Although George Calvert died before the actual charter was conveyed, his son Cecilius Calvert, the Second Lord Baltimore, inherited the Barony and grant of lands. He organized the 3rd permanent settlement in the English Colonies by establishing St. Mary's City in 1634, just two years after the pilgrims landed in Massachussetts. The Roman Catholicism of the Calverts was controversial subject throughout the history of Maryland until the Protestant Revolution stripped the Calverts of control. Interestingly however, the citizens of Maryland were always predominantly Protestant from the very start. Only a quarter of the orginal settlers arriving in the Arc and the Dove at St. Mary's were Catholic. This is not surprising as the vast majority of the citizens of Endland were Protestant. But the significant numbers of Roman Catholics including the ruling family made for an unusually religously tolerant government as reflected in the Religous toleration law of 1649. This law spought to "provide severe strictures and fines for those who would openly criticize or slander any belief, Christian or non-Christian." This law was the first example of separation of church and state in the New World. It was repealed in 1692 and the concept would have to wait another 100 yearrs to become the law of the land once again.
Queen Henrietta Marie
Maryland State Archives
In 1632, Maryland was chartered as the only proprietary colony (not commanded directly by the crown, but the property of a titled family) in North America, due to the efforts of the First Lord of Baltimore, George Calvert. George had proved helpful in the transition from the Tudors, a family that had controlled the English throne for many generations, to the Stewarts. George converted to a Roman Catholic, a politically risky decision in the heavily anti-Catholic English power structure. Since his fortunes were not likely to fare well in such a climate, he decided to parlay his current good favor into a grant of lands in the New World. He took on a settlement in Newfoundland which he concluded would never amount to much more than a seasonal fishery. After sailing from Newfoundland to Virginia in 1629, he was able to persuade the crown to grant him 7.6 million acres in the region to the north of Virginia. This area was named Maryland after Queen Henrietta Maria, wife of King Charles I who granted the charter to the Calverts.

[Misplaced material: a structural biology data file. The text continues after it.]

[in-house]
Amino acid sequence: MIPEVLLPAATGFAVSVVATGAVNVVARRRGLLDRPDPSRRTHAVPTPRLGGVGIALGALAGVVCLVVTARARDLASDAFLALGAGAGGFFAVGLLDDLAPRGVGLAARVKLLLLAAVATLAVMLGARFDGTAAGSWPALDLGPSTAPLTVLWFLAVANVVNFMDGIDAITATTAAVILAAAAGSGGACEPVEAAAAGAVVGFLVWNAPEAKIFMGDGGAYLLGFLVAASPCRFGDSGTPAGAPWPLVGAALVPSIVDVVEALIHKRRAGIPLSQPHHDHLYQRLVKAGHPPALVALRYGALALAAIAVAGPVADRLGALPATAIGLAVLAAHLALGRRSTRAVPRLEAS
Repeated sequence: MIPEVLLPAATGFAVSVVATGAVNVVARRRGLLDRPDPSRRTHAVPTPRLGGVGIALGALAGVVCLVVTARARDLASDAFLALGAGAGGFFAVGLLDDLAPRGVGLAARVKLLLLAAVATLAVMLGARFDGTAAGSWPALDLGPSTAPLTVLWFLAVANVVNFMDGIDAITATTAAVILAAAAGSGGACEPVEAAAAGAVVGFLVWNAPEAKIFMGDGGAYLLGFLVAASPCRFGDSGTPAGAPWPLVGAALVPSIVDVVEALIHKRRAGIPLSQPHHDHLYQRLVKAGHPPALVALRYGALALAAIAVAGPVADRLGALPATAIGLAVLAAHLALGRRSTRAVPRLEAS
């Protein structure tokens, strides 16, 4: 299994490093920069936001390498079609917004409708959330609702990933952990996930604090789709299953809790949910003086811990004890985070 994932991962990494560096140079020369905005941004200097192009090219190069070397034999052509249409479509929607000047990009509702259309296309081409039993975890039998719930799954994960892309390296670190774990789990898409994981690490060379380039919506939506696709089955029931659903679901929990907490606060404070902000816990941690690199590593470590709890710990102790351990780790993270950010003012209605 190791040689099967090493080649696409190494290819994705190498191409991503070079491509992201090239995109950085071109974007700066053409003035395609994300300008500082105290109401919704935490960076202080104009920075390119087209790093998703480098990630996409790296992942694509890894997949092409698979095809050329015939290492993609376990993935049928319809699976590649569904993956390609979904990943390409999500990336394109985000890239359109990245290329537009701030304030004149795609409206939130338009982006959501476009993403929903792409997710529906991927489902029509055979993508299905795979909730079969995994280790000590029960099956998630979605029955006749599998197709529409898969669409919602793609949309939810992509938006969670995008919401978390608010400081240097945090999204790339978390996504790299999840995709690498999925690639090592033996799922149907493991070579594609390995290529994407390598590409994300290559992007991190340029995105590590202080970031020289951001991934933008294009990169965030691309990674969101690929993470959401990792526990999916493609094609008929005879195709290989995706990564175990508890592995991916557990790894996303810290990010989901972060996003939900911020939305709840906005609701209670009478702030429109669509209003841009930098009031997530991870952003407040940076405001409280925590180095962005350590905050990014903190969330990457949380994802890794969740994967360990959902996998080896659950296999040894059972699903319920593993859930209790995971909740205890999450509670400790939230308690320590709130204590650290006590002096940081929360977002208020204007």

The rule of Maryland by a titled family and the religious diversity within the state was not the only unique features of Maryland's early government. From the very beginning as specified in its charter, Maryland was to be governed "of and with the advise, assent, and approbation of the free-men of the said Province, or the greater part of them, or of their delegates or deputies." While legislative bodies in Virginia and New England were governed by a highly exclusive portion of the population, Maryland's legislators were "any adult male not bound by indenture or slavery." Later restrictions for ownership of property were the only requirements for voting until the early 1800's. Women were not permitted to vote until 1920. Citizenship irrespective of race was not specifically codified until the last half of the 20th century, although a black man, Mathias de Sousa, voted and served as a member of the General Assembly in the first years of settlement. The General Assembly met as an assembly of freemen until 1648 when so many attended the assembly that the meeting was unmanageable. From then on, representatives of the freemen were elected to meet in the general assembly. It was this first assembly of delegates that met in 1649 to considered and enact the religious tolerance law.
St. Mary's county is the first county mentioned in records of early Maryland in 1637. In 1642 Kent county was created. Anne Arundell was the wife of Cecilius Calvert, Second Lord of Baltimore. In 1650, Anne Arundell county was formed and named after her. In 1654 Patuxent County was formed, but it was renamed Calvert County after the Lord Baltimore in 1658, the same year Charles County was created and named after Charles Calvert, the third Lord of Baltimore. By 1660 Baltimore County had been created. Talbot County was established by 1661 and named after Lady Grace Talbot, sister of Cecilius Calvert. Somerset county was created in 1666 and named after Lady Mary Somerset, sister of Lady Anne Arrundell and sister-in-law of Cecilius Calvert. 1668 saw the creation of Dorchester county named after the Earl of Dorset, a friend of the Calverts. In 1674 Cecil county was created from Baltimore and Kent counties and named after Cecilius Calvert himself. All other counties in Maryland were chartered from parts of one or more of these counties.
Motto: Tuae Coronasti Nos Scuto Bonae Voluntatis - "Thou hast crowned us with the shield of Thy good will"
Fatti Mashi Parole Femine - manly deeds, womanly words